Douglas Southall Freeman, the son of a confederate veteran, was a journalist and historian in Virginia. He wrote a 4-volume biography of Robert E. Lee that rightly won the Pulitzer Prize. He followed that with a 3-volume work titled Lee’s Lieutenants, which delved into a history of the Army of Northern Virginia under Robert E. Lee. Next he wrote a 6-volume biography of George Washington which also won a Pulitzer Prize. Freeman’s biography of Lee is the most comprehensive biography of the general in existence, and perhaps will stand as the most comprehensive biography that will ever exist on Lee. It’s a wonderful read and a work of art. It’s also famous for its unabashed fawning over Lee, crossing the line into hagiography several times. Freeman was, in addition to being an accomplished writer, an academically trained historian with a Ph.D. in history.
In the inaugural issue of Civil War History [Volume 1, No. 1, March, 1955], Dr. Freeman’s May 7, 1953 speech to the Civil War Round Tables in Richmond appeared in its entirety, with the transcript taken from a tape recording made at the meeting.
In that speech, Dr. Freeman says, “In this half hour I am going to try to describe five of the difficulties that a historian of the war of 1861-65 encounters. They are by no means the only problems that have to be faced. They have nothing to do, in general, with those sources of information that may be uncovered or yet may be missing. They are, in the main, matters of historical critique, and when we have reviewed these five, I shall come at the end to a consideration of the final factor in the last of these points.” [p. 7]
With that introduction complete, Dr. Freeman moved on to discuss witness testimony historians encounter. “Every student of this period finds himself confronted with testimony from three different types of witnesses. One of those might be called the immediate witnesses. Another type is represented by the men and women who felt it necessary, or profitable, or desirable, to write almost immediately after the conclusion of hostilities. In this category, for example, belong the memoirs of General Beauregard. We have, after that, the third classification–a later series of witnesses who may be said, broadly, to have begun their work at the time of the publication of the Official Records of the Union and Confederate Armies, and simultaneously the appearance of that very remarkable book known as Battles and Leaders. Unfortunately, we have a great many writers on this period who accept as equally deserving of credibility the testimony of contemporaries and the testimony of men who wrote twenty or thirty years after the war. It is a very grave mistake to give the same measure of acceptance to the late witness that is given to the early witness. So it is for this reason, among others, that we find the most invaluable of all the documents relating to the period of your study the correspondence volumes of the Official Records. here we have the account from the field of action. It has the limitations that inevitably inhere in that type of testimony, but it has also the element of immediacy about it. No more interesting development in the study of the Civil War has come than that of the new emphasis on the correspondence, whereas thirty or forty years ago, all the emphasis virtually was on the reports. As a matter of fact, you will find in a good many instances that the reports themselves were so long delayed that they are a denial in part of the statements set forth at the moment in the correspondence.” [pp. 7-8]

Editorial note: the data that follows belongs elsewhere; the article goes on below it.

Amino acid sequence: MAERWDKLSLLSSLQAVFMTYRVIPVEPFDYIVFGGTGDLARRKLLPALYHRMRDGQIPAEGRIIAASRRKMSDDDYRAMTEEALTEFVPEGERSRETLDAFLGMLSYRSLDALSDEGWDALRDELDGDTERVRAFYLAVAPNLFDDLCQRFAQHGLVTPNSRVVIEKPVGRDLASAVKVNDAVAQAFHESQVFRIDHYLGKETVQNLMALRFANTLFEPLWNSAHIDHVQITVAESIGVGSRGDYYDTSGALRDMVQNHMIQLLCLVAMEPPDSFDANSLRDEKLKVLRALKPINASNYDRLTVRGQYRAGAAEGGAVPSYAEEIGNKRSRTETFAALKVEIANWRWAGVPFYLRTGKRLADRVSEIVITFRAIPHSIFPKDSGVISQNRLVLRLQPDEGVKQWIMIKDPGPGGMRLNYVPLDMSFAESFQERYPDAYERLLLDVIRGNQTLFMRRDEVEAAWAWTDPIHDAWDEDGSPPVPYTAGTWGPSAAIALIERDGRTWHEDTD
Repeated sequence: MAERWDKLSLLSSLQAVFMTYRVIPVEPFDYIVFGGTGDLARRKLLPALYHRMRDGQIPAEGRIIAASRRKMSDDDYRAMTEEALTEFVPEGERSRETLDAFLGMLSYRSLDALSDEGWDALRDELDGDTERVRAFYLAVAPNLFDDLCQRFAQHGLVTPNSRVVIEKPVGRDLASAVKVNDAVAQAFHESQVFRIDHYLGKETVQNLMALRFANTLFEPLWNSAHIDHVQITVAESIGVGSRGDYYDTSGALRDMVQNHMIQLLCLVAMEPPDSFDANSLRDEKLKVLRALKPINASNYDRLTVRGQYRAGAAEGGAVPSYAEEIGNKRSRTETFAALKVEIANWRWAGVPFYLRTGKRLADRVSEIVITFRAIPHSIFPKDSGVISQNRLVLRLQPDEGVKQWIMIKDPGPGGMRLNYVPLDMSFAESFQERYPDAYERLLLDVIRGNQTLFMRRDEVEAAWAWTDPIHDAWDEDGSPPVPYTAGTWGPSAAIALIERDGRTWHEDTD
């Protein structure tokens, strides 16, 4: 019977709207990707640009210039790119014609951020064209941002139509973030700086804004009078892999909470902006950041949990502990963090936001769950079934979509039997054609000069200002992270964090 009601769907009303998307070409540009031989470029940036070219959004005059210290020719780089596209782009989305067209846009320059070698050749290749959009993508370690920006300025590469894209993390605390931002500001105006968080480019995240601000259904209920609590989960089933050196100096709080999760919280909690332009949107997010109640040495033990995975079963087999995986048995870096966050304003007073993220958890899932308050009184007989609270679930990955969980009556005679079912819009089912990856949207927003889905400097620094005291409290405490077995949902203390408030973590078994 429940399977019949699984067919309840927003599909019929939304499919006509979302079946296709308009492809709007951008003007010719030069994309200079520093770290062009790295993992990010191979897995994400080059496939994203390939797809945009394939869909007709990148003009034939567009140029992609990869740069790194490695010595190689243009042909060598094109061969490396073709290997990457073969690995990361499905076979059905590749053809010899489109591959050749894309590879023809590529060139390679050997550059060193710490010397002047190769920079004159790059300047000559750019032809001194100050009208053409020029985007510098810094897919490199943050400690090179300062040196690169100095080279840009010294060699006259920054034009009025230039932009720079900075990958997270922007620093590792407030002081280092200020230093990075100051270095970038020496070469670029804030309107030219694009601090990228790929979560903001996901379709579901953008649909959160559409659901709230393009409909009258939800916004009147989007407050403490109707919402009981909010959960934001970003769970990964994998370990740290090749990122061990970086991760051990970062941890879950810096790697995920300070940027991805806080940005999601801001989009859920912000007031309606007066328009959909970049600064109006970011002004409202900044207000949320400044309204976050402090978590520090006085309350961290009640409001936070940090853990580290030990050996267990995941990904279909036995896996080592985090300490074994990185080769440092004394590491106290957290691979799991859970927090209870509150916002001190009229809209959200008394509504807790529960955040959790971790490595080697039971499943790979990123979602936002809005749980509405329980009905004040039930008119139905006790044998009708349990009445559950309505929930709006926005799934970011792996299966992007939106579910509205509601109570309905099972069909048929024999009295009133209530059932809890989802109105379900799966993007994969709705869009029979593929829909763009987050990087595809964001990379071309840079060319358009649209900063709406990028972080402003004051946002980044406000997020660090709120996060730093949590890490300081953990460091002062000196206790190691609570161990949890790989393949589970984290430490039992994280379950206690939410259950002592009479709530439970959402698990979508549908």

Dr. Freeman gives us some general guidelines on critically evaluating these sources: “When you come to those records of events made after a prolonged interval, you have then to apply the critique of failing memory and that odd critique, gentlemen, of public utterance. That is a strange thing to have to say, but other things being even, the witness twenty years after the event always must be cross-examined by you with the greatest care. He is the witness who has told his tale over and over again. beware of the man who became a public lecturer on the Civil War, because almost always he adorns his story with every telling, until it becomes exceedingly difficult to ascertain the fabric of fact that underlies the embroidery of fancy. … Furthermore, the late witness must be subjected to another critique, namely, that of his age at the time of a given incident. Here, for example, is a young man who once met General Grant in the road; the General stopped and asked him a question. He had never seen Grant before; he never saw him afterward. The fact that he had seen Grant was one of the great events of his youthful memory. That man’s statement is much more to be trusted than the statement of a man who saw General Grant every day, talked with him every day, and quite frequently became confused as to the sequence of events about which he may be writing. Once in a long while you meet a man who has one of those incredible memories that stamp what he said as accurate fifty years after the event. … In the main, it is a safe rule to question very carefully the testimony of the average witness if it is within even five years after the event. A lot of things can be washed out in memory in five years.” [pp. 8-9]